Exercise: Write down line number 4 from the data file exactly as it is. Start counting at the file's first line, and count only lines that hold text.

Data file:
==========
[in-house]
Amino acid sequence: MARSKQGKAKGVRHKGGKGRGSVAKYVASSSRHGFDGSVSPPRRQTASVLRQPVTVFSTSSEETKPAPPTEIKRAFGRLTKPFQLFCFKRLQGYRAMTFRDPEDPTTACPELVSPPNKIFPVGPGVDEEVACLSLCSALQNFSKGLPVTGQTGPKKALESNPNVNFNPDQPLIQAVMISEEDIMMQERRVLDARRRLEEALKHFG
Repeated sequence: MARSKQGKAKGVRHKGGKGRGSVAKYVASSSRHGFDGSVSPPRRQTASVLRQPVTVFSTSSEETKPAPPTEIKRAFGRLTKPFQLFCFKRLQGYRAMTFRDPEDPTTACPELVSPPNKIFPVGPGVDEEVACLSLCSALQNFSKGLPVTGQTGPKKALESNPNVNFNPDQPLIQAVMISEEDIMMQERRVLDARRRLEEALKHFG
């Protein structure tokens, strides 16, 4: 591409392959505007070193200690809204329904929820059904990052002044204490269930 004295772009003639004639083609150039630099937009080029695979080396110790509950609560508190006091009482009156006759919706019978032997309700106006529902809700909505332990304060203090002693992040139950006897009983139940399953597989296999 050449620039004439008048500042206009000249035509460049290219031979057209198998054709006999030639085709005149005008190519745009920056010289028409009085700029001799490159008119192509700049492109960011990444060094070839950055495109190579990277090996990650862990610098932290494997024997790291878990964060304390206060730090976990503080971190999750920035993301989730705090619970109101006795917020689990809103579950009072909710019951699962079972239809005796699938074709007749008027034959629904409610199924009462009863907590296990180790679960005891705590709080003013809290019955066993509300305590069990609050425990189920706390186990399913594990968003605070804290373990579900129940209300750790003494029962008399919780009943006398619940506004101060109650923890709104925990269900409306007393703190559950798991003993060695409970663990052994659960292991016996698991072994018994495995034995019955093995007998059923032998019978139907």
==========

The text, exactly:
């Protein structure tokens, strides 16, 4: 591409392959505007070193200690809204329904929820059904990052002044204490269930 004295772009003639004639083609150039630099937009080029695979080396110790509950609560508190006091009482009156006759919706019978032997309700106006529902809700909505332990304060203090002693992040139950006897009983139940399953597989296999 050449620039004439008048500042206009000249035509460049290219031979057209198998054709006999030639085709005149005008190519745009920056010289028409009085700029001799490159008119192509700049492109960011990444060094070839950055495109190579990277090996990650862990610098932290494997024997790291878990964060304390206060730090976990503080971190999750920035993301989730705090619970109101006795917020689990809103579950009072909710019951699962079972239809005796699938074709007749008027034959629904409610199924009462009863907590296990180790679960005891705590709080003013809290019955066993509300305590069990609050425990189920706390186990399913594990968003605070804290373990579900129940209300750790003494029962008399919780009943006398619940506004101060109650923890709104925990269900409306007393703190559950798991003993060695409970663990052994659960292991016996698991072994018994495995034995019955093995007998059923032998019978139907």